This book is compiled from letters between members of the Brown family in the Far East, Japan and Malaya, as well as at home in Scotland. The letters paint a very vivid and moving picture of their lives as the war overtook them and irrevocably changed their lives.

Hamish’s father worked in a bank in Japan and he and his wife and children moved several times, often with regret for the people and places they had to leave behind. Life was remarkably stable, or at least the Browns intentionally kept it so, for the sake of their growing family. In spite of the international conflict, and the threat of the Japanese forces moving ever closer, Mrs Brown still attended social gatherings and sewing and knitting groups. Their life was not that of the aristocratic hedonists of the Kenyan Happy Valley set, but quieter and far more modest, and from that point of view less complicated and happier. Mr and Mrs Brown maintained their “stiff upper lip” approach to life and refused to let the dangers that threatened crush their spirit.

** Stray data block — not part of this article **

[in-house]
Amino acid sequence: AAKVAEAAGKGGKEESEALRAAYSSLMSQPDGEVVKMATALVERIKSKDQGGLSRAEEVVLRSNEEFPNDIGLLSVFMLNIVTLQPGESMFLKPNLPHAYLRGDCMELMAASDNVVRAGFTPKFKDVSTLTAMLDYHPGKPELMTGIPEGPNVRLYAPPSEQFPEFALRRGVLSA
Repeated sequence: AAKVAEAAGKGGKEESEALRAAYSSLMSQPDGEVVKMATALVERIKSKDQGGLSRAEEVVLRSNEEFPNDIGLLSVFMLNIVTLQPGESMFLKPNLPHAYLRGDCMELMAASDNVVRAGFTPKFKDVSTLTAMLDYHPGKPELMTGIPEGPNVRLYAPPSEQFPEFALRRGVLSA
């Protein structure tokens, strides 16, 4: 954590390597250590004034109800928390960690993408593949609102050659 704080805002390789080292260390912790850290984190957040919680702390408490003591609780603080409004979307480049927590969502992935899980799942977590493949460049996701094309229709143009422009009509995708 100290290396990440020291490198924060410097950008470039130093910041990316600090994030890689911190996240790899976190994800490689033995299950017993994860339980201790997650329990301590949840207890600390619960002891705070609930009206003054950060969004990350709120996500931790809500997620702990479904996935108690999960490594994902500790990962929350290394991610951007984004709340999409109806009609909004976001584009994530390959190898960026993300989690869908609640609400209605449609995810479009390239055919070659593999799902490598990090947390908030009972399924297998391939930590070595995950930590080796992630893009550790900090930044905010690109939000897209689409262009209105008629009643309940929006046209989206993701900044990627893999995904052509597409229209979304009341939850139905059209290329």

Eventually, the children went with their mother to South Africa and so were separated from their father. He endured some quite hair-raising adventures, still stoically trying to safeguard bank records and trying to make sure the employees were paid, before being reunited with his family.

This is a wonderful and uplifting read. It is told in an understated and quiet way, which shows the resilience of the human spirit and how hope can survive in what seems to be a hopeless situation. It would be an excellent choice for reading groups.

Ruth Ginarlis 5/5

East of West, West of East by Hamish Brown
Sandstone Press Ltd 9781912240258 pbk Jul 2018